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On Sunday, May 14th moms all across Walnut Grove were celebrated including some of our very own teachers at WGHS. Mrs. Amos strives to be a motherly-figure to students here at Walnut Grove, but she is also striving to be the best mother to her son.
by Annabelle Adams
On Sunday, May 14th moms all across Walnut Grove were celebrated including some of our very own teachers at WGHS. Mrs. Amos strives to be a motherly-figure to students here at Walnut Grove, but she also strives to be the best mother to her son.
While she is known to many students as Mrs. Amos, who teaches AP Human Geography, AP Environmental Science, and Forensics, her four-year-old son, Henry, just knows her as Mom. When talking about her son, she mentions the kinds of qualities her son has been able to pick up from her. “Henry definitely has my lack of grace; he can trip over thin air. He also has my inability to control facial expressions. He might not say it, but he’s thinking it, and we can all see it,” she laughs as she thinks about her son and their shared traits.
Most know motherhood to be an up-and-down journey, however they almost always seem to go to the one that raised them for any helpful advice. As she recalls the helpful advice her own mother gave her, Mrs. Amos shares the best of the advice, “Hide from most people and take at least 5 to 10 minutes to yourself... be tenacious, and it’s okay to be a mama bear. If you don’t advocate for your child, then no one else is going to.”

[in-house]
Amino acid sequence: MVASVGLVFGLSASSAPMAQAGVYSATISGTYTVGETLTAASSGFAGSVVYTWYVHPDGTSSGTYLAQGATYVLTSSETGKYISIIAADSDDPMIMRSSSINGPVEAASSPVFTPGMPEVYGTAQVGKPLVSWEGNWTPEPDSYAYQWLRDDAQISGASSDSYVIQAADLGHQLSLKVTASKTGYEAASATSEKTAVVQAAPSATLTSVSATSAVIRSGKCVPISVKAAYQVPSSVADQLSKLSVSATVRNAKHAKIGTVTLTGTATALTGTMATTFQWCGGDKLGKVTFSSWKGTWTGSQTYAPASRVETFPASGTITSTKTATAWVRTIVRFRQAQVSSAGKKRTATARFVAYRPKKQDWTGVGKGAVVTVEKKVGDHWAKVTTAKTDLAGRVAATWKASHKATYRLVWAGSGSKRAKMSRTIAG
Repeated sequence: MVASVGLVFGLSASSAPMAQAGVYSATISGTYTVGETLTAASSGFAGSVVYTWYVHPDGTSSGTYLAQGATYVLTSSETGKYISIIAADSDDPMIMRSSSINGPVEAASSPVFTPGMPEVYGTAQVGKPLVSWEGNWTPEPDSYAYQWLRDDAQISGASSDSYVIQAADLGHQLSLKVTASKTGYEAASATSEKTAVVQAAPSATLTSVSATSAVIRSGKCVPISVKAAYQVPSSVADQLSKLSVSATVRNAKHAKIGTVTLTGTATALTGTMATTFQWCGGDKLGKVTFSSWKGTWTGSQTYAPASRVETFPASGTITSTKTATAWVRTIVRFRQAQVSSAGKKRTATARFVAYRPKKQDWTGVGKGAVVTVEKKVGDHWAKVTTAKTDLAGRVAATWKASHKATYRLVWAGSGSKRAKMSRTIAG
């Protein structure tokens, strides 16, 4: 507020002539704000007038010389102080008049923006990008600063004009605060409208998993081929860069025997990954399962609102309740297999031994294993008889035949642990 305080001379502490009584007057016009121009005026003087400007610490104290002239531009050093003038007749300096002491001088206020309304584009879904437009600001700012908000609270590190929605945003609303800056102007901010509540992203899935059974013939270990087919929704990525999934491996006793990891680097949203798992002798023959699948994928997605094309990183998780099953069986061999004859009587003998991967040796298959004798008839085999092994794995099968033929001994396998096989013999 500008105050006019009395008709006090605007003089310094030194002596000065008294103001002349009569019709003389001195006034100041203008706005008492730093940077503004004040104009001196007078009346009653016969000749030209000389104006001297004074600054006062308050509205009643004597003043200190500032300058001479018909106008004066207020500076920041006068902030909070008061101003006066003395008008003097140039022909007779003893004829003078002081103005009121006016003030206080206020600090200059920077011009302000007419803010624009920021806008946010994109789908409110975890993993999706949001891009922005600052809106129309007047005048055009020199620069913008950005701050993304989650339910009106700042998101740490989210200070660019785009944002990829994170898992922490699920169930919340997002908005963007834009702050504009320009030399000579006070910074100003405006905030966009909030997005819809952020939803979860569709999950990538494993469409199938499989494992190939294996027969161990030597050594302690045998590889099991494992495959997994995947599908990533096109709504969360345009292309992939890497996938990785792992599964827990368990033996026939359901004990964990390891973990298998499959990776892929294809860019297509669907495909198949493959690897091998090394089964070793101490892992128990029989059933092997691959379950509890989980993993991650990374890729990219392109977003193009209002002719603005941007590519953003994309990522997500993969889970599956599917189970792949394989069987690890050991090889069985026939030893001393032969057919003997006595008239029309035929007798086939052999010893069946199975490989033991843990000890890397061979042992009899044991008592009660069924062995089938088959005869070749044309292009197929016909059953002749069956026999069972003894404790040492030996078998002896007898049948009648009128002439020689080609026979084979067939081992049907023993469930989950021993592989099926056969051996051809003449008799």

In her freetime, Mrs. Amos can be found doing renovations on her house. She even mentions that the best Mother’s Day gift she’s received was, “a brand new table saw. Sounds a little weird, but I love it because I do a lot of DIY. I’m eyeballing a new tile saw right now that I might buy with the Home Depot gift card I got this year.”
She can also be found leaving an impact on her students at Walnut Grove. She recalls this impact by saying, “I wish that all of my students feel like I’m their mama, to an extent. I will be your biggest supporter, I will kick you in the butt when I need to, and I will push you when I need you to be pushed.”
With hopes of leaving a beneficial impact on her "kids", both her students and her son, Mrs. Amos mentions the advice she gives to all of her seniors at the end of the year, “We are all weird and just find someone whose weirdness matches your weirdness. Just be weird together.” She also hopes to remind everyone to “just be yourself.”
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